Losing game: BJP’s footprint shrinks from 71% in 2014 to 40% in 2018

The numbers dwindled after it lost Maharashtra to the Shiv Sena-NCP-Congress alliance

BJP Shrinking
Image Courtesy: Indiatoday.in

The 2019 Maharashtra Assembly elections have not gone down well with the Bharatiya Janata Party (BJP). Its government collapsed as quickly as it was formed, after rebel Nationallist Congress Party’s (NCP) Ajit Pawar first resigned as the Deputy Chief Minister and Chief Minister Devendra Fadnavis resigned soon after, citing no majority, reported Dainik Bhaskar.

Once ruling over 71 percent of the population, the BJP led National Democratic Alliance (NDA) now covers only around 40 percent after losing power in four big states – Madhya Pradesh, Rajasthan, Chhattisgarh and Maharashtra.

Since the BJP’s big bang victory in 2014, its political footprint only rose. Starting with holding power only in seven state assemblies in 2014, it went on to hold power in 21 assemblies by 2018.

The credit for this was given to the Modi wave named after the PM and to BJP’s Chanakya Amit Shah, who changed the color of the political map – from patches of blues and greys in 2014 to an almost complete swipe of saffron in 2018.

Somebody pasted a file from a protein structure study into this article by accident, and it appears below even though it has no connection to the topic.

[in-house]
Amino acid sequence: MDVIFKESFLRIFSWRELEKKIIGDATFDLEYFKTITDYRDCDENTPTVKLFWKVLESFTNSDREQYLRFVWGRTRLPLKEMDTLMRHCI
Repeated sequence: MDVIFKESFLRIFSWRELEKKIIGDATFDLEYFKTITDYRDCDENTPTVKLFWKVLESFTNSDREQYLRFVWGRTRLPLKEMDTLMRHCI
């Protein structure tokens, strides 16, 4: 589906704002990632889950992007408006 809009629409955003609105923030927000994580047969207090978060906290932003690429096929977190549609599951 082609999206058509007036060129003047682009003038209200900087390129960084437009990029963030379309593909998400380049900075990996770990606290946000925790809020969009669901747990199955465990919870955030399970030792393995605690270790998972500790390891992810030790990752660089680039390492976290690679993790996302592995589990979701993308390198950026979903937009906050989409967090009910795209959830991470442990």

In 2014, BJP ruled over Gujarat, Madhya Pradesh, Rajasthan, Chhattisgarh, Goa and Arunachal Pradesh – directly or with alliance partners, reported India Today. Its graph grew from seven to 13 in 2015, 15 in 2016, 19 in 2017 and 21 in 2018.

In September 2018, it did not hold power only in eight of the 28 states – the ones being, Tamil Nadu (AIADMK), Kerala (LDF), Karnataka (Congress), Mizoram (Congress), Punjab (Congress), Odisha (BJD), West Bengal (TMC) and Telangana (TRS).

As of November 2019, the picture is vastly different. Even in states where it is just short of power, it has to depend on allies like in Haryana where it had to partner with the Jananayaka Janta Party to form the government and it suffered a massive blow after the debacle in Maharashtra elections, the government for which was formed by the alliance of the Shiv Sena, NCP and Congress.

Fadnavis has lost face, being abandoned by the party to save his own dignity. Amit Shah has lost the status of Chanakya after Sharad Pawar beat him at his own game. The BJP has lost another prestigious seat of power. Whether its arrogance will now be eroded and will the opposition unity rework its magic in other parts of the country remains to be seen.


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